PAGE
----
Do babies have a mind?

Many people believe that babies do not develop a mind until they begin to talk and acquire the capacity for autobiographical memory, based on recollections about their life. In this post, Professor Jane Barlow, lead educator on The University of Warwick’s free online course “Babies in Mind: Why the Parent’s Mind Matters”, challenges this belief.


Babies are born with a number of innate social and cognitive capacities, which prepare them to begin building both their brain and their mind, from birth. One of these is the ability of newborn babies to imitate their caregivers when they stick out their tongue. But this is not the only way in which babies are much more amazing than we often give them credit for.

The social baby

Babies are born ready to relate. They have a preference for human faces, and are able to recognise their parents face from soon after birth. They can detect different emotions and become distressed when caregivers are socially unresponsive. And by seven months, they can take into account the perspective of others, suggesting an ability to infer other people’s mental states.

But how do these early abilities relate to the infant’s developing mind?

Unconscious internal maps

Babies use some of their innate social and cognitive abilities not only to promote but also to process interactions with their primary caregivers, storing this information in the form of unconscious internal maps. They do this using a part of the brain called procedural memory, which is unconscious, and responsible for enabling us to undertake everyday tasks without having to think about them.

These maps are known as internal working models, and two of the early maps that babies develop are in relation to themselves, and themselves in interactions with other people.

So, for example, infants who receive responsive caregiving, particularly when they are distressed, begin to build up a map of themselves as lovable and as having agency, and maps of other people as responsive and trustworthy.

These internal working models are stable over time, and provide an unconscious source of information that we draw on for all of our lives.

The infant’s mind

These maps form part of the core building blocks of the infant’s mind, enabling them to begin to negotiate the world around themselves.

This means that babies’ minds begin to develop from birth, before they have language and before they begin to use autobiographical memory.

It also means that their interactions with their primary caregivers play an important role in developing their minds.

If you’d like to discover more about the way in which parents’ minds shape their babies’ as a result of these early interactions, and even earlier as a result of what happens in pregnancy, join “Babies in Mind: Why the Parent’s Mind Matters” now.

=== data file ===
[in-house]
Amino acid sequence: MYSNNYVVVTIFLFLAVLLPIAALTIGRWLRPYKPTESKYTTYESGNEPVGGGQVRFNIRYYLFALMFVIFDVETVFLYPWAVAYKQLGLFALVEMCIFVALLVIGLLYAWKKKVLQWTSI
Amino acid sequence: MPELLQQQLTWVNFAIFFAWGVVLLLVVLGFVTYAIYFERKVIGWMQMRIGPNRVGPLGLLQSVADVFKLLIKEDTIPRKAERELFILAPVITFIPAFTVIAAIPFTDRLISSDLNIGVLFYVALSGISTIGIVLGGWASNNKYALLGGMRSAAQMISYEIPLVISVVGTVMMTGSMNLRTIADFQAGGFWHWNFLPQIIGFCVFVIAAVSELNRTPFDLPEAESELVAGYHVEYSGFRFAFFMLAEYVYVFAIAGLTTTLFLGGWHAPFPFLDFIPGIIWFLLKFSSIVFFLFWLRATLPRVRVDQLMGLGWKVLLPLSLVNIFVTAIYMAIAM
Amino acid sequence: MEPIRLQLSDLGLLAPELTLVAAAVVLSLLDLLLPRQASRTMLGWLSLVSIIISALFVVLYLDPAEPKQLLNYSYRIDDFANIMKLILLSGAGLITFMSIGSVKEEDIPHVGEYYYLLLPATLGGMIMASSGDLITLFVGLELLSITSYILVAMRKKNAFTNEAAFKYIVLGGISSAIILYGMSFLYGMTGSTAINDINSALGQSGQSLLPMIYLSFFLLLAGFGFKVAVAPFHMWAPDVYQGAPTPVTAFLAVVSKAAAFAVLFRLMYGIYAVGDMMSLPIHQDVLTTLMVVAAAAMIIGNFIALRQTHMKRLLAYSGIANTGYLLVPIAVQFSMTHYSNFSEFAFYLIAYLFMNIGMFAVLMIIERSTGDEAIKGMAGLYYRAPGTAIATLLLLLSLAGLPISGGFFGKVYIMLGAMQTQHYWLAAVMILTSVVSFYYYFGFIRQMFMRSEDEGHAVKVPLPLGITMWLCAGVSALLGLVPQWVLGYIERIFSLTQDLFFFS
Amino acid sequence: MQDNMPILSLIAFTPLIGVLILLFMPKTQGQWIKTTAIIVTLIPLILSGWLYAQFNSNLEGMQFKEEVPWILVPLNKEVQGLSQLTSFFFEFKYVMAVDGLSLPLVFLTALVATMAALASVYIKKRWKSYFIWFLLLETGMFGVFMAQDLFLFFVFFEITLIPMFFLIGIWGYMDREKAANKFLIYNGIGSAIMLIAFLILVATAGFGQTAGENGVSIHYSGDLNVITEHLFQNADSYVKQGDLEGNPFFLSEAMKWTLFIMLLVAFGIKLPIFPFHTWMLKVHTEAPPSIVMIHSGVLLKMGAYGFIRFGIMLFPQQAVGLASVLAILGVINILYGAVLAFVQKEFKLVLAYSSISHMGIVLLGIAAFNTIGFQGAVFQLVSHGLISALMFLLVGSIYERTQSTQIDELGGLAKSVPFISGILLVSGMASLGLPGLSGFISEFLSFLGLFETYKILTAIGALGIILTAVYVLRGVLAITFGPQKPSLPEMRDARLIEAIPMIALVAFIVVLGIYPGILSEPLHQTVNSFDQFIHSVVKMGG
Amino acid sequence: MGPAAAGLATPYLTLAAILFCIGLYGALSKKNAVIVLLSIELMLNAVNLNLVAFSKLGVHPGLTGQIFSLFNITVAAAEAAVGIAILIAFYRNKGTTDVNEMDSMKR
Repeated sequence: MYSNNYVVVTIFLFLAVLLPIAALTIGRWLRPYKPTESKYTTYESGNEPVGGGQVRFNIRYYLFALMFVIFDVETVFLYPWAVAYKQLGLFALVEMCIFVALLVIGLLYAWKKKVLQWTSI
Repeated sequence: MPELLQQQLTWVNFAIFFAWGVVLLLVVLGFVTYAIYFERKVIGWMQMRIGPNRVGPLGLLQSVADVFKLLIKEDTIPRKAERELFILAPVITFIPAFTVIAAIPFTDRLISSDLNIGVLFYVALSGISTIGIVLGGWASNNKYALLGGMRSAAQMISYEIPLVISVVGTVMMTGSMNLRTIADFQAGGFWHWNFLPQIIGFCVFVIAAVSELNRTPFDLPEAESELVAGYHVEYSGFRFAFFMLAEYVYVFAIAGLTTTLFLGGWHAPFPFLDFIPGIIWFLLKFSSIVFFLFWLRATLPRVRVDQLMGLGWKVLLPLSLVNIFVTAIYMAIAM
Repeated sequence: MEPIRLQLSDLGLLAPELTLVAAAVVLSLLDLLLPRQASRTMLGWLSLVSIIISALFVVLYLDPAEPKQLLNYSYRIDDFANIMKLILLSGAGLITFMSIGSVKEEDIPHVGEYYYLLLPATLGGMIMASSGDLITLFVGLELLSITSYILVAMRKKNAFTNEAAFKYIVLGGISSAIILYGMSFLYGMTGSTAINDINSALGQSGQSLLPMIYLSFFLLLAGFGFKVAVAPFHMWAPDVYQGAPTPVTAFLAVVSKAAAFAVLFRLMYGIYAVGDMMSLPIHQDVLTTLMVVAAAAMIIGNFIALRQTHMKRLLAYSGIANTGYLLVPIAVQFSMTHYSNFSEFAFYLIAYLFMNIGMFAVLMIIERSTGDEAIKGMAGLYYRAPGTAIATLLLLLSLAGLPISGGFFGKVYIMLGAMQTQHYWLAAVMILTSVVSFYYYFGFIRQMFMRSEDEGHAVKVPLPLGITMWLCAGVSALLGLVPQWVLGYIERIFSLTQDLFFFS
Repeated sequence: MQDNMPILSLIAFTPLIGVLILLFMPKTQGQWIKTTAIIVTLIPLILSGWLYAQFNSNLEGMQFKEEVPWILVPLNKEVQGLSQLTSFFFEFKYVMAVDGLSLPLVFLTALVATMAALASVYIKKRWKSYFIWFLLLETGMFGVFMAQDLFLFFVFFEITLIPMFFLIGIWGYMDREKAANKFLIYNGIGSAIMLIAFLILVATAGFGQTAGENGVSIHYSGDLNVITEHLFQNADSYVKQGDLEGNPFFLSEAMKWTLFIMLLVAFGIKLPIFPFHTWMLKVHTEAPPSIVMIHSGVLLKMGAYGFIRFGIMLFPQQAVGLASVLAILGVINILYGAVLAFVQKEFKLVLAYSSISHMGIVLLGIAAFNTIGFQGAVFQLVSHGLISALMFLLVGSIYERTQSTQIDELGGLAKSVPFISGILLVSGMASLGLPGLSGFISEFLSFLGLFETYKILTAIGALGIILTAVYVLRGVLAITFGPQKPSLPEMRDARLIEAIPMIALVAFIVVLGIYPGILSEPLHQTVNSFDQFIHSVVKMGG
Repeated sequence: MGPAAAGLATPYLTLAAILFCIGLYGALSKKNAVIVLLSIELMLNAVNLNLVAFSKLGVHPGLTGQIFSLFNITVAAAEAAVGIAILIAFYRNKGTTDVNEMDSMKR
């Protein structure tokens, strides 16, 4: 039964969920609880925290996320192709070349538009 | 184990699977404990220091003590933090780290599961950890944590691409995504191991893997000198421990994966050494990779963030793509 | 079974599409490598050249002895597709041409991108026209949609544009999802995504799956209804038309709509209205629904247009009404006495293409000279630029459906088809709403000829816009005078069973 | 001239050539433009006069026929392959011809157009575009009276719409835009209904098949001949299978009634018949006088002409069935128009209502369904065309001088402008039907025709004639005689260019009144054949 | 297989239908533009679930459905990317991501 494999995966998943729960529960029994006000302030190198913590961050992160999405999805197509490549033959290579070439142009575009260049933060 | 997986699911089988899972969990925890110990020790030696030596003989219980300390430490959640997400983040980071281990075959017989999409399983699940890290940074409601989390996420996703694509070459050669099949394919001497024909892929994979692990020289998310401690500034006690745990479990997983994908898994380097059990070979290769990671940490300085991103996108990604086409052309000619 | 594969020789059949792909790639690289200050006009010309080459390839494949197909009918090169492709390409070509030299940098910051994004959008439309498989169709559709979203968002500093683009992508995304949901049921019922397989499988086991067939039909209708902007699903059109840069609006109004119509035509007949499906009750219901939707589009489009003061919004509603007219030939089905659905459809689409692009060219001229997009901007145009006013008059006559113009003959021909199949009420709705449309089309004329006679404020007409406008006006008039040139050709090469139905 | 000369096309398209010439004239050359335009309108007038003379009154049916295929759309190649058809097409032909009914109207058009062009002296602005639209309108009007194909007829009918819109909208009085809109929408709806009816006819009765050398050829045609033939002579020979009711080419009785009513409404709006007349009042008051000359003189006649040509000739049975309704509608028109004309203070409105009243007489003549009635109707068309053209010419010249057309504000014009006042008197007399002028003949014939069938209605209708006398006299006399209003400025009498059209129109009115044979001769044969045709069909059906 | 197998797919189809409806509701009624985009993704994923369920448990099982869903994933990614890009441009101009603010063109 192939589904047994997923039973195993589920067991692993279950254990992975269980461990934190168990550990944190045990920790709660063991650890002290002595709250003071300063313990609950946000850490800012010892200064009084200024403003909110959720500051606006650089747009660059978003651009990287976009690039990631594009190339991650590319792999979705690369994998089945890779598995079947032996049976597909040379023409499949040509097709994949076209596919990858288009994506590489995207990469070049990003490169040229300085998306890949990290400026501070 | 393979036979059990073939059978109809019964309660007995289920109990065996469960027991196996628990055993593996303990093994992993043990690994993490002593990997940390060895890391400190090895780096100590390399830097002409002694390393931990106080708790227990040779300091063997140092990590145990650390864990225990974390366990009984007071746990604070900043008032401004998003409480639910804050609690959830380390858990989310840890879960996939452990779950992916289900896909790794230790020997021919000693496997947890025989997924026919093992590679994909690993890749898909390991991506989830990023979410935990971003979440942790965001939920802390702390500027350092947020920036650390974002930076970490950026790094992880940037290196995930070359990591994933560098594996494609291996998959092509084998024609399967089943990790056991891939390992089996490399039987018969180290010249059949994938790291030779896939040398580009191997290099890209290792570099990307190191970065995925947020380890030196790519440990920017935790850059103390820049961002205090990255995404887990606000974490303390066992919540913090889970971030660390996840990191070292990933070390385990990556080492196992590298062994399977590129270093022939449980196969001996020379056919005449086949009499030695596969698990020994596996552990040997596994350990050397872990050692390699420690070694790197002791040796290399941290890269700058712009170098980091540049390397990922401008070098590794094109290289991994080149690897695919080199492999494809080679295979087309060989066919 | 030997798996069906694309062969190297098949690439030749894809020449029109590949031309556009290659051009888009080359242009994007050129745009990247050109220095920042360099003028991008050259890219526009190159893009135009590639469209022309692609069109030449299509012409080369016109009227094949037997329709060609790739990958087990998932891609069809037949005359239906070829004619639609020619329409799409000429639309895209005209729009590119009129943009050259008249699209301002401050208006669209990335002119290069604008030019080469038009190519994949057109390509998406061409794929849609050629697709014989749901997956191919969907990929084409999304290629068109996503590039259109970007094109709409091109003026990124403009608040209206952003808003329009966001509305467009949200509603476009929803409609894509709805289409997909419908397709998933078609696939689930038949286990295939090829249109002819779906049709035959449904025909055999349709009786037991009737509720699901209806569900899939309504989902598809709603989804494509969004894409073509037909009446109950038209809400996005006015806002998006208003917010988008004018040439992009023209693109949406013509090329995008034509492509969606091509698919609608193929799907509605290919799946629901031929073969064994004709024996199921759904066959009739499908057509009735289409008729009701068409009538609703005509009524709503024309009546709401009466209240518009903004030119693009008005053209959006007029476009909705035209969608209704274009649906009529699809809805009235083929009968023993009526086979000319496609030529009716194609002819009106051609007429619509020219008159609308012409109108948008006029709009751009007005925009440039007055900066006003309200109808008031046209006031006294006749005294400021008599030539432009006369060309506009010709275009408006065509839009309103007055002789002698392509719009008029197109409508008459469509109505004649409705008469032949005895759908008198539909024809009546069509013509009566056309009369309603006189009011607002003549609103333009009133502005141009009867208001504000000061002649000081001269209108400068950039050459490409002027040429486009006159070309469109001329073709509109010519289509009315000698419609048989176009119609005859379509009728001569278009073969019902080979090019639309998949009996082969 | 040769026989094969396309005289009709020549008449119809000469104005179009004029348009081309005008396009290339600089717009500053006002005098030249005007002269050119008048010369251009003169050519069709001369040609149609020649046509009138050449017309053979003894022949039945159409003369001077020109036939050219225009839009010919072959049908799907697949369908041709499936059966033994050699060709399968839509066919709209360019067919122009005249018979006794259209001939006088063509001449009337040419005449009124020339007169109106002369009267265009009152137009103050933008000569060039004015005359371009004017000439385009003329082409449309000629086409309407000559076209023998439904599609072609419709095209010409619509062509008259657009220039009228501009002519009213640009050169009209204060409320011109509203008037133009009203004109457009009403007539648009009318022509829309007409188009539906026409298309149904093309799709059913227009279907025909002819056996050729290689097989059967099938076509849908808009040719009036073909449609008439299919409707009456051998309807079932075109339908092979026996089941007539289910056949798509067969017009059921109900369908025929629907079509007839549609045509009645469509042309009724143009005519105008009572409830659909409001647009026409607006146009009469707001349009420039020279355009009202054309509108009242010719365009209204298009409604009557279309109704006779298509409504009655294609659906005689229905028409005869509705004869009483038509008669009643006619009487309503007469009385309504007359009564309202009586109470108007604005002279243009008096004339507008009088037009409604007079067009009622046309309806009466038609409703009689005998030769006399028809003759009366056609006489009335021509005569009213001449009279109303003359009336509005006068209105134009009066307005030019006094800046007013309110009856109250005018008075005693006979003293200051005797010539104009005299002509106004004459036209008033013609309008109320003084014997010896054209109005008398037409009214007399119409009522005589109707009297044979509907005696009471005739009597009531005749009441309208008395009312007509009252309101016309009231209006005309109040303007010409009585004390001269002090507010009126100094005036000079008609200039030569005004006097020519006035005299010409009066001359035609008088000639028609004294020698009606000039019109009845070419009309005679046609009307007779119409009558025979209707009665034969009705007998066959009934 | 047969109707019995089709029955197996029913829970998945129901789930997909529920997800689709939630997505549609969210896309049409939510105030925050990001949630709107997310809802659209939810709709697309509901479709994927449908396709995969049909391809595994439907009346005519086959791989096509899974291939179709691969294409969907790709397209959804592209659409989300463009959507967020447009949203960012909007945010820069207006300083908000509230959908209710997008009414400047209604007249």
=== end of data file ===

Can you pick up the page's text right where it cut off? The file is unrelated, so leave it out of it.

Category Learning

Comments (8)


  • Peat Longspud

    Unfortunately, I have met several people who appear to have the mind of a baby and never developed any further than that!

  • Jean O'Keeffe

    I just spent nearly an hour in a café with my eye on a baby sitting in a high chair, his mother eating a full lunch. He took food off the table, surveyed other customers, made a huge variety of talking/appreciation noises, bounced himself up and down, watched waitresses moving around and was generally totally self contained and independent. No expressions of boredom, annoyance, need for attention, he was a regular little café goer operating in his own world. His mother made no attempt to entertain, or even talk to him and I think they both enjoyed the break! How could he not have a totally operational mind?

    • Meera

      Hey! Even I have this doubt. While travelling by flight, I had my eyes fixed on two babies, one of them was enjoying its caretaker’s company, interacting with other passengers, trying to pronounce colors, whereas the other constantly whined and shouted at his mother to lift him up and take him for a walk,he was not social at all, didnt even react to his dad showing videos from a tablet. How are they both so different? Is it hereditary(Extrovert and introvert)?

  • anony

    Many people believe that babies do not develop a mind until they begin to talk and acquire the capacity for autobiographical memory,

    The assertion seems fairly obvious to me as does the synopsis of how the mind develops. Maybe teh course will have some extra insights?

  • lucie

    Anyone who has had a child – and paid any attention to them – will know that they have both a brain and a personality from birth – and possibly before. Certainly before they start talking!

    • Isra

      I agree with this

  • jane

    Of course babies have minds and I would put them at pre-birth. How else would my pre-birth infant have known exactly when to kick my bladder in the middle of a lesson I was teaching! When born by Caesarian he was hauled out by a white doctor and cuddled by an African nurse, although he did then express his opinion loudly about the injection he was given. For the next couple of years he had a definite preference for Africans over Europeans, although parents were just about tolerated! At 5 weeks he attended his first committee meeting and was picking up when to nod at the right moment! But then I treated him as a complete human from the word go with proper language and no baby talk.

  • Kadir

    This article has given me foof for thought.Thank you for sharing it for us.